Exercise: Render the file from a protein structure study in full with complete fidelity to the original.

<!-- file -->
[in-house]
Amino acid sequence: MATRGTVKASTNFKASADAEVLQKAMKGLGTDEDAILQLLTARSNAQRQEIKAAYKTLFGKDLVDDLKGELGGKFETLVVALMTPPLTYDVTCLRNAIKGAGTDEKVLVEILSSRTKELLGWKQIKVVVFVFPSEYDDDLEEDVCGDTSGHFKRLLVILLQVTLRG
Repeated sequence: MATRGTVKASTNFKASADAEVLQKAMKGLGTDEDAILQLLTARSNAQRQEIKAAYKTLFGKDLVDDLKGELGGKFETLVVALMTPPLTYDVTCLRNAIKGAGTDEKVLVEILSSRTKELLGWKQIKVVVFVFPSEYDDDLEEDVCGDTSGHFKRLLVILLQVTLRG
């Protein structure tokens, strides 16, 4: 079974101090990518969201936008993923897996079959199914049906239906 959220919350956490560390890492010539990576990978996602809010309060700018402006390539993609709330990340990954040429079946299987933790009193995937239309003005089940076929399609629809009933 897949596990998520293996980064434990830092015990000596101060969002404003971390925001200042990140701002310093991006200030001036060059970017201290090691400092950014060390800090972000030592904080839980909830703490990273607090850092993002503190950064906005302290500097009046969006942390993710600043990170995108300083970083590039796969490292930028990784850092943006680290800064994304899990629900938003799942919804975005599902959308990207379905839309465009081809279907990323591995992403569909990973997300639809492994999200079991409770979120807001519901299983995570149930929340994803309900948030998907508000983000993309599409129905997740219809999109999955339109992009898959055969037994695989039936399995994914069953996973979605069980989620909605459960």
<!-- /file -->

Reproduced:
[in-house]
Amino acid sequence: MATRGTVKASTNFKASADAEVLQKAMKGLGTDEDAILQLLTARSNAQRQEIKAAYKTLFGKDLVDDLKGELGGKFETLVVALMTPPLTYDVTCLRNAIKGAGTDEKVLVEILSSRTKELLGWKQIKVVVFVFPSEYDDDLEEDVCGDTSGHFKRLLVILLQVTLRG
Repeated sequence: MATRGTVKASTNFKASADAEVLQKAMKGLGTDEDAILQLLTARSNAQRQEIKAAYKTLFGKDLVDDLKGELGGKFETLVVALMTPPLTYDVTCLRNAIKGAGTDEKVLVEILSSRTKELLGWKQIKVVVFVFPSEYDDDLEEDVCGDTSGHFKRLLVILLQVTLRG
């Protein structure tokens, strides 16, 4: 079974101090990518969201936008993923897996079959199914049906239906 959220919350956490560390890492010539990576990978996602809010309060700018402006390539993609709330990340990954040429079946299987933790009193995937239309003005089940076929399609629809009933 897949596990998520293996980064434990830092015990000596101060969002404003971390925001200042990140701002310093991006200030001036060059970017201290090691400092950014060390800090972000030592904080839980909830703490990273607090850092993002503190950064906005302290500097009046969006942390993710600043990170995108300083970083590039796969490292930028990784850092943006680290800064994304899990629900938003799942919804975005599902959308990207379905839309465009081809279907990323591995992403569909990973997300639809492994999200079991409770979120807001519901299983995570149930929340994803309900948030998907508000983000993309599409129905997740219809999109999955339109992009898959055969037994695989039936399995994914069953996973979605069980989620909605459960």